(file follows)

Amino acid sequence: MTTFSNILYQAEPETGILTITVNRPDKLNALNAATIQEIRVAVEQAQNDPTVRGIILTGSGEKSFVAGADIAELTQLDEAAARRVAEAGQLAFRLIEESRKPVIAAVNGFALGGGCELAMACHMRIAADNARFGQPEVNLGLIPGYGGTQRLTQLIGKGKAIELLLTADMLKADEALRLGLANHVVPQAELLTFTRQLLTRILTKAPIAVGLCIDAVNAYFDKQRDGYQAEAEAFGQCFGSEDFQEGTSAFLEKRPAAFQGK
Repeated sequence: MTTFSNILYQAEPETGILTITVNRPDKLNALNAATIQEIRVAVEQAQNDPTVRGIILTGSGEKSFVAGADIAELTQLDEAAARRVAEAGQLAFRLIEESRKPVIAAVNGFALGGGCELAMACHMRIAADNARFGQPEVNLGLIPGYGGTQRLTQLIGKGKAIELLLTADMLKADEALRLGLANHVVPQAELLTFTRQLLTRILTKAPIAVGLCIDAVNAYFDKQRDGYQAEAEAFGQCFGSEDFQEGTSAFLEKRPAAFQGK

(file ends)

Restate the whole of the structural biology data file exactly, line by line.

Amino acid sequence: MTTFSNILYQAEPETGILTITVNRPDKLNALNAATIQEIRVAVEQAQNDPTVRGIILTGSGEKSFVAGADIAELTQLDEAAARRVAEAGQLAFRLIEESRKPVIAAVNGFALGGGCELAMACHMRIAADNARFGQPEVNLGLIPGYGGTQRLTQLIGKGKAIELLLTADMLKADEALRLGLANHVVPQAELLTFTRQLLTRILTKAPIAVGLCIDAVNAYFDKQRDGYQAEAEAFGQCFGSEDFQEGTSAFLEKRPAAFQGK
Repeated sequence: MTTFSNILYQAEPETGILTITVNRPDKLNALNAATIQEIRVAVEQAQNDPTVRGIILTGSGEKSFVAGADIAELTQLDEAAARRVAEAGQLAFRLIEESRKPVIAAVNGFALGGGCELAMACHMRIAADNARFGQPEVNLGLIPGYGGTQRLTQLIGKGKAIELLLTADMLKADEALRLGLANHVVPQAELLTFTRQLLTRILTKAPIAVGLCIDAVNAYFDKQRDGYQAEAEAFGQCFGSEDFQEGTSAFLEKRPAAFQGK